I'd have been more impressed if the answer was that we are a global and multilingual organisation, and there is a potentially huge overhead in translating multiple questions and answers into assorted languages of the movement.

Limiting the amount of translation by only translating for languages where Wikimedians have requested it, and limiting the number of questions seems to me a very practical response. But it puts enormous power into the hands of the people who composite and choose the questions. 

As for the candidates, if they baulk at a few hours of answering relevant questions, do they have the time available to take on the role?



Message: 1
Date: Wed, 7 Jul 2021 00:17:24 -0400
From: Benjamin Lees <emufarmers@gmail.com>
Subject: [Wikimedia-l] Re: Concerns about BoT Election Q&A
To: Wikimedia Mailing List <wikimedia-l@lists.wikimedia.org>
Content-Type: multipart/alternative;

On Mon, Jul 5, 2021 at 11:18 AM Gerard Meijssen <gerard.meijssen@gmail.com>

> You have to appreciate that fulfilling the role of a board member of the
> Wikimedia Foundations is very time consuming. The candidates that may be
> chosen from are all volunteers, they have a day job. The argument for
> having only eleven questions as given to us candidates was: there is a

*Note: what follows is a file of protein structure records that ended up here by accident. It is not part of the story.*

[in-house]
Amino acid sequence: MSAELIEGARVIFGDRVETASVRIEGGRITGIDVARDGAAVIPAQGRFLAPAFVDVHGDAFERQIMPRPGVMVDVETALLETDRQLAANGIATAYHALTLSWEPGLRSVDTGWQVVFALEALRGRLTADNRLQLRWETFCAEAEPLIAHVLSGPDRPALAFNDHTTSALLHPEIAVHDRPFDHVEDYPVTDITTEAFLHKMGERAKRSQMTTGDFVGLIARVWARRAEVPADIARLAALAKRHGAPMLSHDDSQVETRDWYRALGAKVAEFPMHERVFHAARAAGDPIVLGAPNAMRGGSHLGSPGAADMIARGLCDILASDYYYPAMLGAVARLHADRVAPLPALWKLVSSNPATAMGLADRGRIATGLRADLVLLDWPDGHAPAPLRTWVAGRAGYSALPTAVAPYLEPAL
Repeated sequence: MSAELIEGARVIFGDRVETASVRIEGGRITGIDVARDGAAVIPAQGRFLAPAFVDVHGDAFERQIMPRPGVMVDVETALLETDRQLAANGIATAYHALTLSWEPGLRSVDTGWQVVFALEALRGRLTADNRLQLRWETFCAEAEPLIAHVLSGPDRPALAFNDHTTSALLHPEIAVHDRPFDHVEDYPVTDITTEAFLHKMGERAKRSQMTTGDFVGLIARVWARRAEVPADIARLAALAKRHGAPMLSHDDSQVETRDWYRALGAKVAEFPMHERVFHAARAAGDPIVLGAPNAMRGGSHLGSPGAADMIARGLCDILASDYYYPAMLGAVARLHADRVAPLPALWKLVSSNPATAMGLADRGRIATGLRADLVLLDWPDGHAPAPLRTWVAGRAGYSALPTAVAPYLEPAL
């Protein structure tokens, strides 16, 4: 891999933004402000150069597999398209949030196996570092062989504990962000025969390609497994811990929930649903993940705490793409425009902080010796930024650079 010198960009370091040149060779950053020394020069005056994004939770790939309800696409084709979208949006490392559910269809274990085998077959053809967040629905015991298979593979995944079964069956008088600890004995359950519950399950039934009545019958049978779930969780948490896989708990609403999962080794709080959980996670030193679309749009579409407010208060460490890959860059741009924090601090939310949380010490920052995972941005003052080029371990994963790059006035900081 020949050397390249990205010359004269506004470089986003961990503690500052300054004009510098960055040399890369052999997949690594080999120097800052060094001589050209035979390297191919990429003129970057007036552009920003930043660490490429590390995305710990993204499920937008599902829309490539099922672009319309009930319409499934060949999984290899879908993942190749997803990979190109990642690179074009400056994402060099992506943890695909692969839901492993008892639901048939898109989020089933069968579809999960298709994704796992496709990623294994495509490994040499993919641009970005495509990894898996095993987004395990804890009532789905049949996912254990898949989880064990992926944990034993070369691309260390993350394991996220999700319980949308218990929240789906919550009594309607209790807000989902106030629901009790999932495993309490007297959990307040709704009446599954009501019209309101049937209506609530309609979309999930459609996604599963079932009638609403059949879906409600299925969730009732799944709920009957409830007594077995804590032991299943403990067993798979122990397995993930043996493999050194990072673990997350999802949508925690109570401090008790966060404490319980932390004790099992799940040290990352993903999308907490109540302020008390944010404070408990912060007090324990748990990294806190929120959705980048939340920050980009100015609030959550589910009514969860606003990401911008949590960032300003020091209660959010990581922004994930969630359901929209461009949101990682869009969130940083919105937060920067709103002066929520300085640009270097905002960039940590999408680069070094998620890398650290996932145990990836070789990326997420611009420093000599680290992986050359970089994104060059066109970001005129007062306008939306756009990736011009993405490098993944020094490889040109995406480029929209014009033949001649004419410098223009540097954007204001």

> limit to the number of questions because otherwise it will require too much
> of your time.
> Is this the right approach?  If this is a time-consuming role, it doesn't
seem entirely unreasonable that the selection process would also be a
little bit time-consuming.  I'm not saying the election needs to be an
endurance marathon, but the election should reflect the job.

Being able to decide which questions are worth answering and which are best
ignored is an important skill.  For that matter, so is being able to
reframe questions to address the points that you think are important, as
you have done here.

It's important also for board candidates to be able to answer questions
that aren't the ones that are curated for them.  The Foundation is the
board's main contact with the outside world, but it shouldn't be the only
one, as the Community Affairs Committee is a proper acknowledgment of.
Only listening to the people in the room with you leads to iceberg warnings
that go unheeded, as we've seen enough of lately.  Even the very wise
cannot see all ends, and all that.

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